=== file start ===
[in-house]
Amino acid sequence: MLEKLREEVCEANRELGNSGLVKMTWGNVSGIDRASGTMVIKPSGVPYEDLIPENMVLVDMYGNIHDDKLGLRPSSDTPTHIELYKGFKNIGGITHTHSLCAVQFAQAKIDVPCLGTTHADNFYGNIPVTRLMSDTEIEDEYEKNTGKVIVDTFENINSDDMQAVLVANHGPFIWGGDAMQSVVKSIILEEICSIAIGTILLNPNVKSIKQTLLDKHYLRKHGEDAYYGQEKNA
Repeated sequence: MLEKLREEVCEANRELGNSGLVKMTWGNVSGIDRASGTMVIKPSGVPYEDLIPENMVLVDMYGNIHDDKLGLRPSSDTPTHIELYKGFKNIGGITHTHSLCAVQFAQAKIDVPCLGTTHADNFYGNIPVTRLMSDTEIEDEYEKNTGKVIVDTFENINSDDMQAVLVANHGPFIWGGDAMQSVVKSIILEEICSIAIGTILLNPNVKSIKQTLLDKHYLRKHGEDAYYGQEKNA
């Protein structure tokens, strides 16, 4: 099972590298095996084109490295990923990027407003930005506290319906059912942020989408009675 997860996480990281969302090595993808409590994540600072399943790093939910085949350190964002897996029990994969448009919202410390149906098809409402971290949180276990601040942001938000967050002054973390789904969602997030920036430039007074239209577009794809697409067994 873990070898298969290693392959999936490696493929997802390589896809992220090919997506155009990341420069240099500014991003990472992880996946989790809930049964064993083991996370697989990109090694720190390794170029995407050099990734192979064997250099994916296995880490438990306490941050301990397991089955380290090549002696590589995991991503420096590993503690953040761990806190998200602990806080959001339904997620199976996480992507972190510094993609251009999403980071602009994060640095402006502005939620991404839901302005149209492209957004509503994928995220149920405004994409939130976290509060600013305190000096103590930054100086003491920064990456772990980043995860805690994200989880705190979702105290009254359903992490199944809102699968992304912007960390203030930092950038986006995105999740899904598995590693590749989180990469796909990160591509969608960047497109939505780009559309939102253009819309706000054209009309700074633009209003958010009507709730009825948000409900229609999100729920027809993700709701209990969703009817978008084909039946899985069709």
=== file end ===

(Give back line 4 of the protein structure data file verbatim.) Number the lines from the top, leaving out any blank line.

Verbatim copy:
């Protein structure tokens, strides 16, 4: 099972590298095996084109490295990923990027407003930005506290319906059912942020989408009675 997860996480990281969302090595993808409590994540600072399943790093939910085949350190964002897996029990994969448009919202410390149906098809409402971290949180276990601040942001938000967050002054973390789904969602997030920036430039007074239209577009794809697409067994 873990070898298969290693392959999936490696493929997802390589896809992220090919997506155009990341420069240099500014991003990472992880996946989790809930049964064993083991996370697989990109090694720190390794170029995407050099990734192979064997250099994916296995880490438990306490941050301990397991089955380290090549002696590589995991991503420096590993503690953040761990806190998200602990806080959001339904997620199976996480992507972190510094993609251009999403980071602009994060640095402006502005939620991404839901302005149209492209957004509503994928995220149920405004994409939130976290509060600013305190000096103590930054100086003491920064990456772990980043995860805690994200989880705190979702105290009254359903992490199944809102699968992304912007960390203030930092950038986006995105999740899904598995590693590749989180990469796909990160591509969608960047497109939505780009559309939102253009819309706000054209009309700074633009209003958010009507709730009825948000409900229609999100729920027809993700709701209990969703009817978008084909039946899985069709």